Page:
How much longer can the industry ignore the reverence of actor Colman Domingo before they decide to take notice? This holiday weekend gives audiences the 2020 Sundance Film Festival hit “Zola” from A24 and co-writer and director Janicza Bravo. As “X,” the mysterious and terrifying “roommate” of Stefani (Riley Keough), who takes her, the free-spirited Zola (Taylour Paige) and the emotionally unstable Derrek (Nicholas Braun) on a road trip to Florida to dance at a strip club, Domingo slithers through the role with focus and menacing ease.
As history has shown, the fun and frightening villains are always a good ticket to Oscar recognition. Whether it’s the psychological torment exhibited by Nurse Ratched (Louise Fletcher) in “One Flew Over the Cuckoo’s Nest” (1975) or the sadistic killing spree shown by Anton Chigurh (Javier Bardem) in “No Country for Old Men” (2007), a person that people love to hate can have positive effects on the awards circuit. Sliding through all facets of art, including television (“Fear the Walking Dead”) and theatre (nominated for a Tony award in 2010 for “The Scottsboro Boys”), the AMPAS and DGA member could be quickly approaching his overdue recognition moment in Hollywood, one that could land him in the supporting actor conversation.
In film, he’s worked with some of the best in the business — Ava DuVernay (“Selma”), Barry Jenkins (“If Beale Street Could Talk”) and last year with George C. Wolfe (“Ma Rainey’s Black Bottom”). Working with fellow Afro-Latina Janicza Bravo on dark comedy “Zola,” based on the 148-tweet thread by Aziah “Zola” King from 2015, is another example of how the talented artist inhabits any role provided and elevates every beat surrounding him. The good news for Domingo is that there aren’t any standout supporting actor contenders up to this point in the year. Based on the look of the rest of the summer, there may be only one or two dark horses to add to the shortlist thus far.
Domingo’s main obstacle will be if “Zola” can maintain its buzz for the next several months. First, where can this film feasibly find recognition from the Academy? Sole supporting actor nominees for movies are not unheard of. Still, in the last decade, when they occur, the actor recognized already had a previous nomination or Oscar win in their careers – Tom Hanks in “A Beautiful Day in the Neighborhood” (2019), Christopher Plummer in “All the Money in the World” (2017), Willem Dafoe in “The Florida Project” (2017), Michael Shannon in “Nocturnal Animals” (2016), Sylvester Stallone in “Creed” (2015), Robert Duvall in “The Judge” (2014), Christopher Plummer in “Beginners” (2011) and Jeremy Renner in “The Town” (2010). In other words, “Zola” will likely need to pull in an additional nom for Domingo’s chances to increase.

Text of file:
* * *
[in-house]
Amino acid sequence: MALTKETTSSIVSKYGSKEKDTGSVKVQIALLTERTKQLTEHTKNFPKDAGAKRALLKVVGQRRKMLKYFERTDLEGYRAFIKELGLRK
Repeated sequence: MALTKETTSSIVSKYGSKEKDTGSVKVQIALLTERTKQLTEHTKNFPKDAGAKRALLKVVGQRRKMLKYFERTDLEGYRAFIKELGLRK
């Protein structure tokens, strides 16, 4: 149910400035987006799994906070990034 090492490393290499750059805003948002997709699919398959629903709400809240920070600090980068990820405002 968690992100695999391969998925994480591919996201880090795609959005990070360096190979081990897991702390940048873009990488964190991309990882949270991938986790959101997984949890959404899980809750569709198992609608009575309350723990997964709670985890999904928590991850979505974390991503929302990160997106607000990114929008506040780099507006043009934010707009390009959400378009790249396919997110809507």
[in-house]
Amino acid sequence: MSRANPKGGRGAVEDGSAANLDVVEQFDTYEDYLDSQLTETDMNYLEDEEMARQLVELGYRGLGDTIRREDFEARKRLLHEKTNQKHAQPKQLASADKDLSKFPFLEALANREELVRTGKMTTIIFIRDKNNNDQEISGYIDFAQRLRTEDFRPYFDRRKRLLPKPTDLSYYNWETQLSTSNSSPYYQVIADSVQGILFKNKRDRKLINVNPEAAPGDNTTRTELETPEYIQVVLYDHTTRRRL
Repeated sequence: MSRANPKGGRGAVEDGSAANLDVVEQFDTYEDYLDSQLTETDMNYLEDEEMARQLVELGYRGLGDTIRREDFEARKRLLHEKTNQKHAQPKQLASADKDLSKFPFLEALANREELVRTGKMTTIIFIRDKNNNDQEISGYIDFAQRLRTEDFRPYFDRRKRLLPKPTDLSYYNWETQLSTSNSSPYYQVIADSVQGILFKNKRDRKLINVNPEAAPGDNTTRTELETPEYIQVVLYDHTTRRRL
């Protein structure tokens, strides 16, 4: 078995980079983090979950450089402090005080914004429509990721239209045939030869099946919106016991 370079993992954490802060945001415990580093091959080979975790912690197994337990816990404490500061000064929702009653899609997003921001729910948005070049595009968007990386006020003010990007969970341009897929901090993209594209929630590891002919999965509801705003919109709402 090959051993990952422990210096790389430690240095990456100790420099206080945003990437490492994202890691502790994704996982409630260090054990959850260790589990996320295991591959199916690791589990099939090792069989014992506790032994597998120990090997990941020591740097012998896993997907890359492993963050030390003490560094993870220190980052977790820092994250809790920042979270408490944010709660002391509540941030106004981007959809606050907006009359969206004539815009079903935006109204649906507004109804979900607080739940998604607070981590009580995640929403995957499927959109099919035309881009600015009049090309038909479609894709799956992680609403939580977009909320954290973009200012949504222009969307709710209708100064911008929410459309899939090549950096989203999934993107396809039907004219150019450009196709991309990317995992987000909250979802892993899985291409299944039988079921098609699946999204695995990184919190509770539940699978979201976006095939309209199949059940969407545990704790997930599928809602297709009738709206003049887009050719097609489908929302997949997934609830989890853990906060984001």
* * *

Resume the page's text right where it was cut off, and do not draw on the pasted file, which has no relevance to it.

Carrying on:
We saw Taylour Paige’s ability to command the screen in last year’s “Ma Rainey’s Black Bottom” opposite Chadwick Boseman and Viola Davis. Her naturalistic approach to Azia’h, the part-time waitress and stripper, gets plenty of chuckles and affords her moments of dramatic exploration. However, with a few newcomers from the first half of 2021 already angling for a possible “breakthrough” spot in the best actress category (i.e., Rachel Sennott in “Shiva Baby” and Melissa Barrera in “In the Heights”), with a couple more to come down the pike, she’ll need a concentrated and robust campaign from A24 to stand a chance.
There could be an avenue for the film to find love from the writer’s branch. A corner of the Academy that has been a bit more open to unconventional stories as seen with past nominees such as “Borat Subsequent Moviefilm” (2020) and “Logan” (2017), this could be a category to find traction for Bravo, along with co-writer Jeremy O. Harris. As the Oscars go back to a guaranteed 10 nominees for best picture, one should be reminded that the two years they had the voting method in 2009 and 2010, only one non-picture nominee was able to muster a mention — the British satire “In the Loop,” which made it over the surprise best picture nominee “The Blind Side.” One of the film’s shortcomings is its inconsistent narrative tones and inklings of a mean-spirited depiction of sex workers. It doesn’t quite sustain its energetic first 40 minutes before reaching palpable humps and seemingly out-of-nowhere serious beats.
It’s worth noting there are a couple of former Oscar-nominated artisans embedded within “Zola,” including composer Mica Levi (“Jackie”) and editor Joi McMillon (“Moonlight”), but those spots may prove too competitive.
So, where does the conversation for “Zola” truly stand at the moment? Currently sitting at 87% on Rotten Tomatoes and 75 on Metacritic, the film is in a decent spot so that a discussion is warranted. This weekend’s box office returns are also promising as it pulled in $2.4 million from 1,468 theaters based on initial reports. In this post-COVID world, and as the Cannes Film Festival begins to have liftoff with Leos Carax’s “Annette,” the term “unconventional” could be a running theme for movies this summer.